• If that other party accepts the request for arbitration but does not agree to appoint the proposed arbitrator, a prescribed arbitration institute will appoint the arbitrator. If the other party does not accept the request for arbitration, the arbitration cannot proceed.
  • If both parties agree to arbitration, the parties may not then elect to pursue a Land Court determination.
  • Where an arbitrator is appointed, the arbitrator must decide the matter and issue an award within six months of their appointment.
  • The arbitrator's decision will be final, and will be treated as though it were an agreement between the parties. Accordingly, an arbitral award cannot be appealed (although there is scope to challenge a jurisdictional error).
  • Costs of the arbitrator will be borne by the resource authority holder where the parties have not participated in an ADR first.
  • Otherwise, the arbitrator's costs will be shared by the parties unless the arbitrator decides otherwise. The parties must also bear their own (other) costs, unless they agree, or the arbitrator decides, otherwise.

A flow chart of this process is set out below.


Further, with respect to costs, the amendments:

  • Extend the resource authority holder's liability to pay the landholder's necessary and reasonable costs incurred in negotiating and preparing a CCA (currently legal, valuation and accounting costs) to include the cost of an agronomist;
  • Provide that the resource authority holder is liable to pay a landholder's necessary and reasonable costs incurred in negotiating and preparing a CCA, whether or not a CCA is actually signed (that is, landholders' costs will be covered where either party abandons negotiations); and
  • Provide the Land Court jurisdiction to determine the liability for necessarily and reasonably incurred negotiation and preparation costs in preparing a CCA.
  • Transitional provisions are included to deal with negotiations/ADR processes that have already commenced, and the costs associated with those.

Key amendments to MRA

Key aspects of the Bill, as passed, with respect to the operation of the MRA include:

  • Flexibility in the coal and exploration tenure system for existing 'coal mining projects'.
    • Where additional land is necessary for the operation of an existing coal mining project, an eligible claimant will be able to apply for an exploration permit for coal over up to six sub-blocks that adjoin the existing project 'over-the-counter', rather than going go through the competitive tender process.
  • Clarification of what activities may lawfully be carried out on access land for mining tenements.
    • These amendments resolve legal uncertainty arising from the recent Land Court decision in Byerwen Coal Pty Ltd v Colinta Holdings Pty Ltd & Anor, which questioned the lawfulness of mineral haulage and other activities on access land for a mining lease.
    • The amendments clarify that the construction of road transport infrastructure on, and the conduct of mineral haulage by road across the surface of, land outside the tenement area is lawful.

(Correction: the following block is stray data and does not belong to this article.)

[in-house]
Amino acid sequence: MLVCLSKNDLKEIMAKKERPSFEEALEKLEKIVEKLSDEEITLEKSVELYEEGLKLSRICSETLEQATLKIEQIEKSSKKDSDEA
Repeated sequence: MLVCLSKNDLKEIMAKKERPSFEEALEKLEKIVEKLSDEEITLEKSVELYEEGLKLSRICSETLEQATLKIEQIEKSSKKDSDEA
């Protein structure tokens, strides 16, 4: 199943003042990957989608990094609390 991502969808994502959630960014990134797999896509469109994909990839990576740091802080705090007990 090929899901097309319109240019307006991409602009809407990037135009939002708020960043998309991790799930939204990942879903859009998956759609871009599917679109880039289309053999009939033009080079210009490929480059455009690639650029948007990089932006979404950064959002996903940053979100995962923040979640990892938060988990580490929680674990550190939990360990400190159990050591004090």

• Reinstatement of the requirement to hold a pre-requisite tenure, or have the consent of the holder of the pre-requisite tenure, in order to apply for a coal mining lease. Pre-requisite tenures are either a prospecting permit, an exploration permit for coal or a mineral development licence. This requirement was unintentionally removed by an amendment in 2014.
  • Relaxation of the requirements for including restricted land in a mining lease. Pursuant to the amendments:
    • The landowners' consent to the inclusion of restricted land may be obtained at any time (rather than only before the last objection day for the mining lease application); and
    • An application for surface of restricted land to be included in a mining lease will no longer be treated in the same manner as a new mining lease application. Instead, an application to add the restricted land may be granted provided the landowners' written consents have been lodged, and compensation for the land has been agreed.
  • Removing the provisions for automatic referral of mining lease compensation matters to the Land Court for determination. Under the amended MRA, if compensation is not agreed between a mining lease applicant and a relevant landowner within the relevant three-month period (after objections are resolved), and no application for a Land Court determination has been made, the Minister may refuse to grant the mining lease. Essentially, this shifts the burden of bringing mining lease compensation matters before the Land Court from the chief executive to mining lease applicants.
  • Insertion of provisions to enable the chief executive to publish, and make available to any person for a fee, information about authorised activities carried out under the mining tenement that its holder has lodged under this Act, after the expiry of a 'confidentiality period' to be prescribed by regulation.

Other amendments have also been made to:

  • Phase out hard copies of mining instruments. The electronic MyMinesOnline resource authority register will be the authoritative source of information relating to mining tenements.
  • Give the DNRME greater flexibility to tailor reporting requirements, by shifting reporting obligations from the MRA to the associated regulations.
  • Clarify ownership and provide for transfer of ownership of water monitoring bores, and provide for decommissioning of water monitoring bores.

Amendments to Overlapping Tenements Regime

Other amendments to safety legislation resolve omissions and uncertainty as to the application and requirements of the regime for the preparation of joint interaction management plans.

Next steps

The Act is yet to receive Royal Assent, although this is expected to occur shortly. Most of the provisions will commence on a date to be set by proclamation.